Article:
A Curmudgeon’s Guide To Christmas Round Robin Letters, Hope Theatre – Review

L-R: Claire Lacey and Kate Russell-Smith

‘Round robin’ letters – tomes traditionally sent with Christmas cards to all and sundry may seem like an anachronism to our e-mail/digital culture, but certainly in the 20th century it was a phenomenon. Simon Hoggart’s book, The, Cat That Could Open The Fridge, which contains a collection of many of these letters has been adapted and directed by Scott Le Crass as an integral part of a play.

A Curmudgeon’s Guide To Christmas Round Robin Letters revolves around a couple, played by actors using their real first names. ‘Kate’ (Kate Russell-Smith) and ‘Claire’ (Claire Lacey) take it in turns to read such letters at their ‘home’ – the audience being the ‘house guests’ for the evening. Many of the letters are very ‘upper/middle-class’ in tone – waxing lyrical about the achievements of children (some pre-pubescent) in academic subjects and extra-curricular activities. The latter half of the show veers into a very different direction, as the letters read out swing to the other extreme. One may be forgiven for thinking that hearing about the not-so-good things in people’s lives would be a refreshing change, but theory and reality are very different things…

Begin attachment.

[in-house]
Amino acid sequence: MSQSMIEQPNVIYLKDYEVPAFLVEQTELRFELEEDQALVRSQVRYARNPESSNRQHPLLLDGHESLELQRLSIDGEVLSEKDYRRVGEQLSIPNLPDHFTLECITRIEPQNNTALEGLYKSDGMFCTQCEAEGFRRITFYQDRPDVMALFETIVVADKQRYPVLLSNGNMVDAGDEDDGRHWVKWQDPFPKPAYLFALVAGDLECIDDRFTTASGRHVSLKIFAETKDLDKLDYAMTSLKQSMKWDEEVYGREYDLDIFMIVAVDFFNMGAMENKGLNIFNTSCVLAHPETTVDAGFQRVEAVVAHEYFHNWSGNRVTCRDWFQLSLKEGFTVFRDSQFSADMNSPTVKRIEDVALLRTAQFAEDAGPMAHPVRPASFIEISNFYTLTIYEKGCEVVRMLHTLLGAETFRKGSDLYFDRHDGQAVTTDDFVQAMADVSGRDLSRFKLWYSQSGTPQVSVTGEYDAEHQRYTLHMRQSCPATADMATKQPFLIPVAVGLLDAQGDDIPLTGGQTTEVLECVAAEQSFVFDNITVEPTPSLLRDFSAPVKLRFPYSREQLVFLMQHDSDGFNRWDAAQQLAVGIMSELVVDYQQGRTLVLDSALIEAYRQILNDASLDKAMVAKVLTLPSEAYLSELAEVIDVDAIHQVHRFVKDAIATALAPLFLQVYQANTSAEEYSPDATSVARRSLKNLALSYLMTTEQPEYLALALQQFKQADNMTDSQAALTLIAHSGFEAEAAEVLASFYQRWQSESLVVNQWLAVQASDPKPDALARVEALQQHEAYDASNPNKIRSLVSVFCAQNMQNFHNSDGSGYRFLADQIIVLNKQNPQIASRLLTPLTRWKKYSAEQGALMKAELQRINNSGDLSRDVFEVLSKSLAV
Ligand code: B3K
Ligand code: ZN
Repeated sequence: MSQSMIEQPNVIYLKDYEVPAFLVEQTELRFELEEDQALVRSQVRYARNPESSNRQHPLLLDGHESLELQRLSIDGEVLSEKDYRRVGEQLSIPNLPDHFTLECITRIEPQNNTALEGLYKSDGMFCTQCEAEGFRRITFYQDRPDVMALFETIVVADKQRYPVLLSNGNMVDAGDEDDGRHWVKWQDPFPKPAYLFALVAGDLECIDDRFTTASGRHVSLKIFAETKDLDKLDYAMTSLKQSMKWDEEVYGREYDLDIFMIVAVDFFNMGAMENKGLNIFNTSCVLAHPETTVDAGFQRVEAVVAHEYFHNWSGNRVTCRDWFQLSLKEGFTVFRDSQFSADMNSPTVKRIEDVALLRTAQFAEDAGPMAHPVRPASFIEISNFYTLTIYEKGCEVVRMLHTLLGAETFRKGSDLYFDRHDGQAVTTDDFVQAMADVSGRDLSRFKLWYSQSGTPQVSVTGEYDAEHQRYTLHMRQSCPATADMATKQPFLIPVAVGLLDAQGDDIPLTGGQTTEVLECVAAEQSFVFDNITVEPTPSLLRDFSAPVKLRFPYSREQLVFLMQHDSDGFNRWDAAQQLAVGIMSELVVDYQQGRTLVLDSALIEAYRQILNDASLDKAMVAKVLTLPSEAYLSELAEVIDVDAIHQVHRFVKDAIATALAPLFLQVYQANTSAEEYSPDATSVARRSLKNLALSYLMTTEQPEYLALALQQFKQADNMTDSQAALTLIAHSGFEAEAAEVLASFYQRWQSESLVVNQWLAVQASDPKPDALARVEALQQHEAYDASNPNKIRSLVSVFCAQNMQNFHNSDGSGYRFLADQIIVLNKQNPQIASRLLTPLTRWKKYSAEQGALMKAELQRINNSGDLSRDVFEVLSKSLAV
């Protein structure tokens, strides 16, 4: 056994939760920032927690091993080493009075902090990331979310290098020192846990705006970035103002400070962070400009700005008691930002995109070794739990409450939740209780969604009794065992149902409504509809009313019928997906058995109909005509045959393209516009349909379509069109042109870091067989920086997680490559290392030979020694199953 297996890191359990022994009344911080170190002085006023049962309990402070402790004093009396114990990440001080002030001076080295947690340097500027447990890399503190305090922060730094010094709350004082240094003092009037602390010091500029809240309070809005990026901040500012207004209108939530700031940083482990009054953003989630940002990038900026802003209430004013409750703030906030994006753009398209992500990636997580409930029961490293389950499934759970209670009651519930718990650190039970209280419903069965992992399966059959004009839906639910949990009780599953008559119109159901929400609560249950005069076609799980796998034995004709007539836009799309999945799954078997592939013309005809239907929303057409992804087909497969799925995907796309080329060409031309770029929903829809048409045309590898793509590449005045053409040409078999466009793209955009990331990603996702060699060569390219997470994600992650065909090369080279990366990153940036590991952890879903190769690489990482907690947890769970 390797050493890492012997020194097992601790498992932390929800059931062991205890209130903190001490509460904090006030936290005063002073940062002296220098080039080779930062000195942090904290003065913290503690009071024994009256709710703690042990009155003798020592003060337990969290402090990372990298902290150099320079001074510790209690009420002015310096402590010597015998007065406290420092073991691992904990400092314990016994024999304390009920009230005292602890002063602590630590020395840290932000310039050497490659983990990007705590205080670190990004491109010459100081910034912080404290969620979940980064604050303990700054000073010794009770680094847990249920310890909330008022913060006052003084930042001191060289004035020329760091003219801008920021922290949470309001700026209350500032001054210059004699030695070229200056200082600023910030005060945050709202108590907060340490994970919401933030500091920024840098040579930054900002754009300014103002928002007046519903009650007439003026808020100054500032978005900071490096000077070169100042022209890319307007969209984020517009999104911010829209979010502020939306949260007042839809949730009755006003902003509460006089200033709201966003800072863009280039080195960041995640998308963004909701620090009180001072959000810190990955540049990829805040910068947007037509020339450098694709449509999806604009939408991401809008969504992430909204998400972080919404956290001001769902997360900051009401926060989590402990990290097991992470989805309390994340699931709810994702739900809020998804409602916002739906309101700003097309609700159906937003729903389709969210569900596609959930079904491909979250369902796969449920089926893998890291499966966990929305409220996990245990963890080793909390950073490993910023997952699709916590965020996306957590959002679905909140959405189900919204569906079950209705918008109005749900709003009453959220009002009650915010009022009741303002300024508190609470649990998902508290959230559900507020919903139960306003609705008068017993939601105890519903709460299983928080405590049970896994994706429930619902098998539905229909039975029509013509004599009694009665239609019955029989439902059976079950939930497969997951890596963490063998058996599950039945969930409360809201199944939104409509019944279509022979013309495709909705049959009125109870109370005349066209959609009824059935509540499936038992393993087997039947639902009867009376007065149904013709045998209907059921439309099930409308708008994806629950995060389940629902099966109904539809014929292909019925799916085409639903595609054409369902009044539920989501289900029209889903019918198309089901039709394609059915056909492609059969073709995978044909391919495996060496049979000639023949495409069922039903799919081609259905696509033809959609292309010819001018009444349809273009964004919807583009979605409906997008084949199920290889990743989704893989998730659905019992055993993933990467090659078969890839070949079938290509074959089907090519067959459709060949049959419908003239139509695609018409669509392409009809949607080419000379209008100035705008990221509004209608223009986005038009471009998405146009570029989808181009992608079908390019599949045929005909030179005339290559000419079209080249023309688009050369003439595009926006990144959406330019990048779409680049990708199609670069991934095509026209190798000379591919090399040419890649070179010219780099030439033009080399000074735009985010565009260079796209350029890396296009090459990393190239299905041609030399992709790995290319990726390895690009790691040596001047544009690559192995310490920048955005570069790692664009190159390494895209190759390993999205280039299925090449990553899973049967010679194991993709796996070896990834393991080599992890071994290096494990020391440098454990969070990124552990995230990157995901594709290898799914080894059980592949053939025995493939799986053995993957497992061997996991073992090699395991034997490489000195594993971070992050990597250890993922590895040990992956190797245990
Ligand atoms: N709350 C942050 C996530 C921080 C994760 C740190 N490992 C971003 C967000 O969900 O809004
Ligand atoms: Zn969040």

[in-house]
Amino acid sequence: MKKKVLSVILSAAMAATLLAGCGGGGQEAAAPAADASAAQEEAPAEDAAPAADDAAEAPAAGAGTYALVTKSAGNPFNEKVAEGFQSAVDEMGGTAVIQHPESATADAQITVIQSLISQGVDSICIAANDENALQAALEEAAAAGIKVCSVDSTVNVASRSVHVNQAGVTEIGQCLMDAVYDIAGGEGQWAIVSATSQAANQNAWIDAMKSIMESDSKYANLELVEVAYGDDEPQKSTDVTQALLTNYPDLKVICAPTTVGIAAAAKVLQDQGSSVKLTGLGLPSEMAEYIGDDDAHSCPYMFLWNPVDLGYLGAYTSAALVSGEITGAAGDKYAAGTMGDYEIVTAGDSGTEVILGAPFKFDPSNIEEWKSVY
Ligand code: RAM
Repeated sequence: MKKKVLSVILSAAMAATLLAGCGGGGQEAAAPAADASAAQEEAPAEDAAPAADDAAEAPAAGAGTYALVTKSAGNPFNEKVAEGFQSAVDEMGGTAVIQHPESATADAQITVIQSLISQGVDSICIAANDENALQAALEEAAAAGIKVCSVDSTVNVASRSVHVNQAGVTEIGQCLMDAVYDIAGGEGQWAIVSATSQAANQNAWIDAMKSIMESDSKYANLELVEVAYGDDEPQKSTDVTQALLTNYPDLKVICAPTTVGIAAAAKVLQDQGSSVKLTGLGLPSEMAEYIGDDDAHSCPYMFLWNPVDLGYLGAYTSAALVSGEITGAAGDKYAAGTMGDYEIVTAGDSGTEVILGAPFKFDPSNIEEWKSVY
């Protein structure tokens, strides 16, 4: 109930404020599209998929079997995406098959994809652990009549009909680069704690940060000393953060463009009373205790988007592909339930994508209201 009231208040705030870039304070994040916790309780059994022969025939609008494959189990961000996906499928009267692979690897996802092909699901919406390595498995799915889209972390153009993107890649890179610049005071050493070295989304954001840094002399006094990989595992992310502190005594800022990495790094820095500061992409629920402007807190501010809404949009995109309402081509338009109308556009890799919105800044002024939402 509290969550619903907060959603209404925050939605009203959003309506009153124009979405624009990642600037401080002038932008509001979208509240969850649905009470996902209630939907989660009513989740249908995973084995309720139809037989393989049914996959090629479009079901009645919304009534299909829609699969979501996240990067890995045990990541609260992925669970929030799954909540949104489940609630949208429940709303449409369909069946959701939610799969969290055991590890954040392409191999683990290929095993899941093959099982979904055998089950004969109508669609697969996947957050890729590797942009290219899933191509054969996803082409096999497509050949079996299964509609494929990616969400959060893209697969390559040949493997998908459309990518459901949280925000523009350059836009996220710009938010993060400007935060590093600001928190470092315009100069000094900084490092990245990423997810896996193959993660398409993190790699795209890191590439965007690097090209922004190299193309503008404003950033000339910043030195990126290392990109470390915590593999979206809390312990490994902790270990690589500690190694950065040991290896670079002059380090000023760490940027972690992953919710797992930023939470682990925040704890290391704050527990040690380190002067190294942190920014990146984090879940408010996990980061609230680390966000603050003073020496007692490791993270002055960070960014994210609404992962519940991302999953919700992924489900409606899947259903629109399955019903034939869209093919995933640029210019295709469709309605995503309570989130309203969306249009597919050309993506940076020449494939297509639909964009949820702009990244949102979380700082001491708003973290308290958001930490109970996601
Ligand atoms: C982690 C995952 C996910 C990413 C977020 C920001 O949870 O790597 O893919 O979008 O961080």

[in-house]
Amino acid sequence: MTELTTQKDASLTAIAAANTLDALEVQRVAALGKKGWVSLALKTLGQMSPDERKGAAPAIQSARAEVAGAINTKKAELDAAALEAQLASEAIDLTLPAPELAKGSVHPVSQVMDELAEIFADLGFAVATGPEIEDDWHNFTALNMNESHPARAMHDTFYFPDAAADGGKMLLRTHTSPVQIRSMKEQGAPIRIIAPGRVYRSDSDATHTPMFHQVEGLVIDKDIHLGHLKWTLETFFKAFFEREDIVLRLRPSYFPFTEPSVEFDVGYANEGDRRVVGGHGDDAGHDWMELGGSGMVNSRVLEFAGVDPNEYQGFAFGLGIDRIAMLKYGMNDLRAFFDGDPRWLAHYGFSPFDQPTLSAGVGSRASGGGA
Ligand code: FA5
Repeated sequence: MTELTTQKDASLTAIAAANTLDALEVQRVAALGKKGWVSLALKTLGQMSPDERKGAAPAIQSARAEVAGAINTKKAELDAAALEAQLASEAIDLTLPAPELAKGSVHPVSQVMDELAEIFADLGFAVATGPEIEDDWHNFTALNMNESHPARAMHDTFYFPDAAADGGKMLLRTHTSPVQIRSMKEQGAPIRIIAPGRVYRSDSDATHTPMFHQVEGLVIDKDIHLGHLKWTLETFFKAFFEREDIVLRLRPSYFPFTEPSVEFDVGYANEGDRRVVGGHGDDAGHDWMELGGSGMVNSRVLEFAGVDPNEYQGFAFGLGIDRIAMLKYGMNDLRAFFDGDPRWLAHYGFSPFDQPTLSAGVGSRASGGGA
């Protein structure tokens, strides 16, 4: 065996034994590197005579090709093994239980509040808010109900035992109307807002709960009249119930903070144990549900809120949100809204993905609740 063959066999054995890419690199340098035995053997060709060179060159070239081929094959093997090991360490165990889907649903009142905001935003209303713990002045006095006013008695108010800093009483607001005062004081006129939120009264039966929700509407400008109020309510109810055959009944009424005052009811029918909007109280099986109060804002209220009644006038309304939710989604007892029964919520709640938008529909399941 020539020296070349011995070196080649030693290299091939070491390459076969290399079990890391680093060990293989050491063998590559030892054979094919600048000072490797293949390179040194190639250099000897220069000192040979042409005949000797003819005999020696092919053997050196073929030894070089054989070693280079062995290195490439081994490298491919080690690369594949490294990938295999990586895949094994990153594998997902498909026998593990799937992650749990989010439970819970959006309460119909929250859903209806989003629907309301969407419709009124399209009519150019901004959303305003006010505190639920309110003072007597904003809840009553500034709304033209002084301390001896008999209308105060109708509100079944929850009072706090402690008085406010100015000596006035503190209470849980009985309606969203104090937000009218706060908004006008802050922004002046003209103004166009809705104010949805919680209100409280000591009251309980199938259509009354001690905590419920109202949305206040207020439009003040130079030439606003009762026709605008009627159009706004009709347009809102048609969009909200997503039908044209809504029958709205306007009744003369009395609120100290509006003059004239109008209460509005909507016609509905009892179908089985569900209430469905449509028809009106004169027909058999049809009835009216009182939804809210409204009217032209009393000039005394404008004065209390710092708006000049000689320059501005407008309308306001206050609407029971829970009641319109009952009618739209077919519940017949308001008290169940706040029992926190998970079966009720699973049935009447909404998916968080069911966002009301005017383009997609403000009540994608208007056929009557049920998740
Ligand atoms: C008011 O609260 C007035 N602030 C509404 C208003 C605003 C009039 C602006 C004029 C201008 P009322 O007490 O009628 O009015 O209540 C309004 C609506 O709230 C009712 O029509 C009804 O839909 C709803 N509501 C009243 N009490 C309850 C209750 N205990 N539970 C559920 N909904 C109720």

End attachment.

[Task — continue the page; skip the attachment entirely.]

L-R: Claire Lacey and Kate Russell-Smith

The informal atmosphere of the show plays a big part in its success, with ‘Claire’ and ‘Kate’ interacting with the audience and the nominal Christmas activities like pulling crackers and wearing paper hats are encouraged.

With regards to the reading of the letters, subtlety is key. If one watches the actors closely, their inflection is two-fold: a way of highlighting and satirising the people who use round robin letters as a way for one-upmanship and secondly, a way to indirectly comment on the characters themselves. As a same-sex couple, ‘Kate’ and ‘Claire’ don’t telegraph their relationship overtly or repeatedly. However, the plethora of mail they receive regarding children – something they won’t have outside of adoption or surrogacy – is a sore point for one of them, while family news of a different kind proves to be devastating.

It’s always been an ‘open secret’ that the ‘perfect family Christmas’ doesn’t exist and that in a post-letter society, writing about ‘picture-perfect’ lives has been superseded by the advent of social media (especially with the posting of children on Facebook!). As for the characters of ‘Claire’ and ‘Kate’, their ‘otherness’ keeps them at arm’s length from the superficial values of the epistle writers, which is no bad thing, but it doesn’t inoculate them from the harsher side of life…

© Michael Davis 2017


A Curmudgeon’s Guide To Christmas Round Robin Letters runs at the Hope Theatre until 23rd December.

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